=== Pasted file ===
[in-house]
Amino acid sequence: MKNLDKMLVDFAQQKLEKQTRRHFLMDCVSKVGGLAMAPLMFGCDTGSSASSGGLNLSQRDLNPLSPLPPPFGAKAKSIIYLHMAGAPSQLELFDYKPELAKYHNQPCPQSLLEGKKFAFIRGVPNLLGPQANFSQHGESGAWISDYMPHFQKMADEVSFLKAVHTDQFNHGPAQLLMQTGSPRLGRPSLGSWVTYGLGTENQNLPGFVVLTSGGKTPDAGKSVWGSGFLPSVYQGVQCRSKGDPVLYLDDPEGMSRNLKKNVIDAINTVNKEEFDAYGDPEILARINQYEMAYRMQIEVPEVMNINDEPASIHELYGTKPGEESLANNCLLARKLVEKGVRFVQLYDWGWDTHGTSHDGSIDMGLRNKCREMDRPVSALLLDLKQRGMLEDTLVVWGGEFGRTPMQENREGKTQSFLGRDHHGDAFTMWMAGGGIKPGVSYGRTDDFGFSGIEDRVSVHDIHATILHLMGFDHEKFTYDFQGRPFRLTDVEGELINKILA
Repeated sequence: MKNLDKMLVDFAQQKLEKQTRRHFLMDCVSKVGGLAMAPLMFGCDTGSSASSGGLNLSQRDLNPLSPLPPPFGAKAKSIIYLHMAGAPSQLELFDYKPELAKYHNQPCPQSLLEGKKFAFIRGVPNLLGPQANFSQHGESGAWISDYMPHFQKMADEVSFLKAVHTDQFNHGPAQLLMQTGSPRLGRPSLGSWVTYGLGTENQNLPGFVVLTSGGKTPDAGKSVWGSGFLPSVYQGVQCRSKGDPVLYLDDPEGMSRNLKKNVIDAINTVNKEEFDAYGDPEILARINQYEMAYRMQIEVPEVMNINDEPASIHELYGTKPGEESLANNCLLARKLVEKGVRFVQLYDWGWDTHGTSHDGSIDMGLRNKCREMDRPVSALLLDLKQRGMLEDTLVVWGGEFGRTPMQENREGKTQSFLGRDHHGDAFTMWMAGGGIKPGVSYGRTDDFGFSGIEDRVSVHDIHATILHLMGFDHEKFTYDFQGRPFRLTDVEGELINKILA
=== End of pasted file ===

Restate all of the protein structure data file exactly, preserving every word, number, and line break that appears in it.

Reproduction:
[in-house]
Amino acid sequence: MKNLDKMLVDFAQQKLEKQTRRHFLMDCVSKVGGLAMAPLMFGCDTGSSASSGGLNLSQRDLNPLSPLPPPFGAKAKSIIYLHMAGAPSQLELFDYKPELAKYHNQPCPQSLLEGKKFAFIRGVPNLLGPQANFSQHGESGAWISDYMPHFQKMADEVSFLKAVHTDQFNHGPAQLLMQTGSPRLGRPSLGSWVTYGLGTENQNLPGFVVLTSGGKTPDAGKSVWGSGFLPSVYQGVQCRSKGDPVLYLDDPEGMSRNLKKNVIDAINTVNKEEFDAYGDPEILARINQYEMAYRMQIEVPEVMNINDEPASIHELYGTKPGEESLANNCLLARKLVEKGVRFVQLYDWGWDTHGTSHDGSIDMGLRNKCREMDRPVSALLLDLKQRGMLEDTLVVWGGEFGRTPMQENREGKTQSFLGRDHHGDAFTMWMAGGGIKPGVSYGRTDDFGFSGIEDRVSVHDIHATILHLMGFDHEKFTYDFQGRPFRLTDVEGELINKILA
Repeated sequence: MKNLDKMLVDFAQQKLEKQTRRHFLMDCVSKVGGLAMAPLMFGCDTGSSASSGGLNLSQRDLNPLSPLPPPFGAKAKSIIYLHMAGAPSQLELFDYKPELAKYHNQPCPQSLLEGKKFAFIRGVPNLLGPQANFSQHGESGAWISDYMPHFQKMADEVSFLKAVHTDQFNHGPAQLLMQTGSPRLGRPSLGSWVTYGLGTENQNLPGFVVLTSGGKTPDAGKSVWGSGFLPSVYQGVQCRSKGDPVLYLDDPEGMSRNLKKNVIDAINTVNKEEFDAYGDPEILARINQYEMAYRMQIEVPEVMNINDEPASIHELYGTKPGEESLANNCLLARKLVEKGVRFVQLYDWGWDTHGTSHDGSIDMGLRNKCREMDRPVSALLLDLKQRGMLEDTLVVWGGEFGRTPMQENREGKTQSFLGRDHHGDAFTMWMAGGGIKPGVSYGRTDDFGFSGIEDRVSVHDIHATILHLMGFDHEKFTYDFQGRPFRLTDVEGELINKILA